New center, advances in treatment could help reverse Alzheimer’s
SHREVEPORT, La. (KSLA) - The ArkLaTex is now home to a new center devoted to helping Alzheimer’s and dementia patients find answers to these devastating diseases.
LSU Health Shreveport along with community partners opened The Bridge Alzheimer’s and Dementia Center on Olive Street in November. It was a long time coming for Dr. Elizabeth Disbrow, director of the Center for Brain Health at LSU Health Shreveport.
“Alzheimer’s a complicated disease,” Disbrow said. “People ask me what can they do? I tell them don’t drink soda, stay away from sugar as much as possible, and exercise.”
The center allows people like Dr. Disbrow to educate some of the more than 92,000 people across Louisiana suffering from the disease. It also allows people to participate in federally funded studies and treatments.
“We have drugs that are coming down the pipeline. There’s one that’s pretty controversial. It’s stuck at the FDA right now but we have been approved as a site so if that drug is released we will be able to give it to folks in our community and it’s targeting earlier stages of the disease.”
Recently lawmakers signed a bill allowing for the largest increase in Alzheimer’s and dementia research funding. Dr. Disbrow said the center is looking for more potential candidates within the community to be part of several funded studies at the Center for Brain Health, checking the effects of Alzheimer’s.
“We’re looking for people who may be worried about their memory or maybe their loved one has been diagnosed.”
More than six million people in the U.S. suffer from the disease. It’s estimated each person has at least three to four caregivers. More than 16 million of those caregivers go unpaid, caring for a family member or friend in their home.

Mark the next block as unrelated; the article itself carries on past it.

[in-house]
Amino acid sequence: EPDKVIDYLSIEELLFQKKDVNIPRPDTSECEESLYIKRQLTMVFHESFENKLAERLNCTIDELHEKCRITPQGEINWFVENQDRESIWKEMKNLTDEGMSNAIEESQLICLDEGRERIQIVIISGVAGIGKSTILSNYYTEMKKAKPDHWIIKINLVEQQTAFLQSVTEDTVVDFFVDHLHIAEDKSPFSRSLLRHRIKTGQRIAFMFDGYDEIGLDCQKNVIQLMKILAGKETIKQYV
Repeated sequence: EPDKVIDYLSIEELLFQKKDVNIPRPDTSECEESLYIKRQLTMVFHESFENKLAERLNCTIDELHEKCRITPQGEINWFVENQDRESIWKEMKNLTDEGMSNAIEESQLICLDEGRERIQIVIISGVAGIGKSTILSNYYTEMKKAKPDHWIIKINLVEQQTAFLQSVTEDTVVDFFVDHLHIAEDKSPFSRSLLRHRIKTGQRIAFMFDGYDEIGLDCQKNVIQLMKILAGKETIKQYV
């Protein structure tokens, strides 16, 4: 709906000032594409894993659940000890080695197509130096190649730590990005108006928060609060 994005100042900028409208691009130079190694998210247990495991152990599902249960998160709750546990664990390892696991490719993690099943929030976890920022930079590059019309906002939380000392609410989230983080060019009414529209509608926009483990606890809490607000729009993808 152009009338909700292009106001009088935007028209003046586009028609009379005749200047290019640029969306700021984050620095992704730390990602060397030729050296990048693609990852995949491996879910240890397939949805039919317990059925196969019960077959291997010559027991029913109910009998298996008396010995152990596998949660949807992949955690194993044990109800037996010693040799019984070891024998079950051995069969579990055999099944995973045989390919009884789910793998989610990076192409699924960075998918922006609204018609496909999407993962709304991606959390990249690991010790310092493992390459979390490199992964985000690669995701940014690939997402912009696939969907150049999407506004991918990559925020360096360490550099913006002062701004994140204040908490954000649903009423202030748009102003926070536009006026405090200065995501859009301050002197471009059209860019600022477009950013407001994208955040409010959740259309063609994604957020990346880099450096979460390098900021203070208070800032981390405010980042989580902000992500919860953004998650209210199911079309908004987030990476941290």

Charles Fuschillo, Junior is the president and CEO of the Alzheimer’s Foundation of America. The group offers a hotline where people can call and run through a quick memory test, which is vital to determining if someone has signs of dementia.
“We call it a check-up from the neck up,” said Fuschillo. “It’s a reaction to your thinking skills, your language skills and your memory skills as well. It’s so critically important that you get a baseline score to see how you’re doing. So many people think that when they’re forgetting things it’s attributed to Alzheimer’s disease. But that’s not true. You could have a vitamin deficiency, suffering from depression, sleep apnea, a thyroid problem, all treatable if not correctable but you won’t know unless you get tested.”
Fuschillo said oftentimes memory tests can determine if the disease is advanced or in the early stages.
New research also showed significant increases in dementia due to lifestyle. Dr. Disbrow said exercise can play a role in regrowing cells in the brain, just like it would in muscles.
“There’s a lot of new evidence that cardiovascular health is a big part of the disease and we’ve partnered with the cardiovascular center at LSU to look at markers of cardiovascular disease-related to cognitive function.”
The Center for Brain Health at LSU has been involved in several new studies that could lead to treatments to “reverse” dementia.
“All of the drugs are going to be about prevention. I don’t think we’re going to be able to cure someone who is in full-blown Alzheimer’s disease for a while but we can get people early on, to slow it down and maybe reverse it. That’s what we’re looking at.”
Right now the center would like to find people with early signs of the disease so they can be tested. If they qualify, they can be part of a free federally funded study. If you’re interested, you can call 318-656-4800.
For testing with the Alzheimer’s Foundation of American, click here.
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